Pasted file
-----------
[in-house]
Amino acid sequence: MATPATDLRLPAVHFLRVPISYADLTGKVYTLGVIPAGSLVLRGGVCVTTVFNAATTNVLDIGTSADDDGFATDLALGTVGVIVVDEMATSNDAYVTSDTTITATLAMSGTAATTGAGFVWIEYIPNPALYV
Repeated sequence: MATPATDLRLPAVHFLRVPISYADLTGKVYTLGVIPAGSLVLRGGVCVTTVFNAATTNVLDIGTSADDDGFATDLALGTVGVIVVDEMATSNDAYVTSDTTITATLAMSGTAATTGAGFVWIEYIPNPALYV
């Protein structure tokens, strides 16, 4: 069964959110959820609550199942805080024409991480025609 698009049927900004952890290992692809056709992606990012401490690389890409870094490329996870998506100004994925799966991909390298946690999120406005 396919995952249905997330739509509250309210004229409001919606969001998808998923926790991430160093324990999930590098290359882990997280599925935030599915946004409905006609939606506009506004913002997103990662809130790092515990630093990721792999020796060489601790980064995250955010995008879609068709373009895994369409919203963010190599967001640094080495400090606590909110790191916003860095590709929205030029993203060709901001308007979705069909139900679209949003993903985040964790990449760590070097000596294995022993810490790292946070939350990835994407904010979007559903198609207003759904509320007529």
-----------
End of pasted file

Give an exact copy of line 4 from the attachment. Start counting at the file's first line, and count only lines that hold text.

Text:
């Protein structure tokens, strides 16, 4: 069964959110959820609550199942805080024409991480025609 698009049927900004952890290992692809056709992606990012401490690389890409870094490329996870998506100004994925799966991909390298946690999120406005 396919995952249905997330739509509250309210004229409001919606969001998808998923926790991430160093324990999930590098290359882990997280599925935030599915946004409905006609939606506009506004913002997103990662809130790092515990630093990721792999020796060489601790980064995250955010995008879609068709373009895994369409919203963010190599967001640094080495400090606590909110790191916003860095590709929205030029993203060709901001308007979705069909139900679209949003993903985040964790990449760590070097000596294995022993810490790292946070939350990835994407904010979007559903198609207003759904509320007529």